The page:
Black has had a lot of work done into standardizing and automating its release process. This document sets out to explain how everything works and how to release Black using said automation.
We aim to release whatever is on
main every 1-2 months. This ensures merged
improvements and bugfixes are shipped to users reasonably quickly, while not massively
fracturing the user-base with too many versions. This also keeps the workload on
maintainers consistent and predictable.
If there’s not much new on
main to justify a release, it’s acceptable to skip a
month’s release. Ideally January releases should not be skipped because as per our
stability policy, the first release in a new calendar year
may make changes to the stable style. While the policy applies to the first release
(instead of only January releases), confining changes to the stable style to January
will keep things predictable (and nicer) for users.
Unless there is a serious regression or bug that requires immediate patching, there should not be more than one release per month. While version numbers are cheap, releases require a maintainer to both commit to do the actual cutting of a release, but also to be able to deal with the potential fallout post-release. Releasing more frequently than monthly nets rapidly diminishing returns.
Cutting a release#
You must have
write permissions for the Black repository to cut a release.
The 10,000 foot view of the release process is that you prepare a release PR and then publish a GitHub Release. This triggers release automation that builds all release artifacts and publishes them to the various platforms we publish to.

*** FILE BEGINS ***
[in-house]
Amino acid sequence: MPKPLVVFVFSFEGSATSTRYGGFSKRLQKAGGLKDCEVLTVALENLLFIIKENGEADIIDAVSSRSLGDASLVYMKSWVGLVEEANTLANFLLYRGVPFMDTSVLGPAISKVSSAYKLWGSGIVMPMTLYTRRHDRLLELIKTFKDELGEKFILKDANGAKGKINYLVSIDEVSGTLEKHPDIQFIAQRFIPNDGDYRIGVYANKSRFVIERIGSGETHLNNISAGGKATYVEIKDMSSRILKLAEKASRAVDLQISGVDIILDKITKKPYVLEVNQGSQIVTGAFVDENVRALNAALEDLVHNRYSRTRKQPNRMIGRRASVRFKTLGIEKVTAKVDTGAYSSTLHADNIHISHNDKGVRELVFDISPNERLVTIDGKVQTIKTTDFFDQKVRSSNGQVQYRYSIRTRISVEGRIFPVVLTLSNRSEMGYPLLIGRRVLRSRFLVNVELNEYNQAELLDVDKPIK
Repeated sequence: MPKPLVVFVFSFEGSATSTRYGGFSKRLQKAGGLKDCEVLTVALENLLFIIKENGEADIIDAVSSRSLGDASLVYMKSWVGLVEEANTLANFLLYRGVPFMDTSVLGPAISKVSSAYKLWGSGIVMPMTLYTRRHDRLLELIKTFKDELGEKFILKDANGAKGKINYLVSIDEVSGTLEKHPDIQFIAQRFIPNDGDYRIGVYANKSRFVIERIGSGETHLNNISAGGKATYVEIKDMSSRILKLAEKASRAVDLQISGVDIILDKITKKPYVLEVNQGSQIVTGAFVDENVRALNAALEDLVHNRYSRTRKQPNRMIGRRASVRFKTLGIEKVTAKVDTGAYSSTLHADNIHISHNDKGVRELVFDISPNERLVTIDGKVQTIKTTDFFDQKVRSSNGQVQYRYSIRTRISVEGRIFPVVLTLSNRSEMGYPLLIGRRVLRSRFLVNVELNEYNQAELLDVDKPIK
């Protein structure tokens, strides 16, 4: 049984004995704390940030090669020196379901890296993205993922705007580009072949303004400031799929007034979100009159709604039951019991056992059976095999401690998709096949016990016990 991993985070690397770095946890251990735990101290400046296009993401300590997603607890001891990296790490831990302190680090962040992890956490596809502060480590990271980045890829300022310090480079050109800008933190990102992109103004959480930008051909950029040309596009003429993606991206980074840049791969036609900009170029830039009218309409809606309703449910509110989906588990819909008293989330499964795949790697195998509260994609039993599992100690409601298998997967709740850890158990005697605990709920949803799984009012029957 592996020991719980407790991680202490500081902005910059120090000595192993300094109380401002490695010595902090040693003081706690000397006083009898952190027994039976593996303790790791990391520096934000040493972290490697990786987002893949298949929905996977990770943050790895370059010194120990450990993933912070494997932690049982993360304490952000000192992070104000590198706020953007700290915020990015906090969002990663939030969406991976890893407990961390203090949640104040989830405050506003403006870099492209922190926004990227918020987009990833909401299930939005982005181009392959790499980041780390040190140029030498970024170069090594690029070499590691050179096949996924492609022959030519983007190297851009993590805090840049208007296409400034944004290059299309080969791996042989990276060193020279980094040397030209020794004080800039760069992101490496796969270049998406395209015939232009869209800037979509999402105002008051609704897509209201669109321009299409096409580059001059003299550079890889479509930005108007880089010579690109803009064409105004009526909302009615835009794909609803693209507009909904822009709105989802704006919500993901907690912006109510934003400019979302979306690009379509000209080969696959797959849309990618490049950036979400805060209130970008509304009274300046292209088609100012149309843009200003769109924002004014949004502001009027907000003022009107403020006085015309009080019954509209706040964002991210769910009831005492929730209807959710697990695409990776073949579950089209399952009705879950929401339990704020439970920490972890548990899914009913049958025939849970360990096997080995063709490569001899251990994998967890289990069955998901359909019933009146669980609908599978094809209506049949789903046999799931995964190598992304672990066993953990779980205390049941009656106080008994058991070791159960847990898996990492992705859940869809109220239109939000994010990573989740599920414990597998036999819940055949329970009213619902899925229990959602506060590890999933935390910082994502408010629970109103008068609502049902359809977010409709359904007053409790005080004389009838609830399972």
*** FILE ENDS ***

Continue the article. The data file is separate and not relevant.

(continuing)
To cut a release:
Determine the release’s version number
Black follows the CalVer versioning standard using the
So unless there already has been a release during this month,
Example: the first release in January, 2022 →
File a PR editing
CHANGES.mdand the docs to version the latest changes
## Unreleasedheader with the version number
Remove any empty sections for the current release
(optional) Read through and copy-edit the changelog (eg. by moving entries, fixing typos, or rephrasing entries)
Double-check that no changelog entries since the last release were put in the wrong section (e.g., run
git diff <last release> CHANGES.md)
Add a new empty template for the next release above (template below)
Example PR: GH-3139
Once the release PR is merged, wait until all CI passes
If CI does not pass, stop and investigate the failure(s) as generally we’d want to fix failing CI before cutting a release
Choose a tagand type in the version number, then select the
Create new tag: YY.M.N on publishoption that appears
Verify that the new tag targets the
You can leave the release title blank, GitHub will default to the tag name
Copy and paste the raw changelog Markdown for the current release into the description box
Publish the GitHub Release, triggering release automation that will handle the rest
At this point, you’re basically done. It’s good practice to go and watch and verify that all the release workflows pass, although you will receive a GitHub notification should something fail.
If something fails, don’t panic. Please go read the respective workflow’s logs and configuration file to reverse-engineer your way to a fix/solution.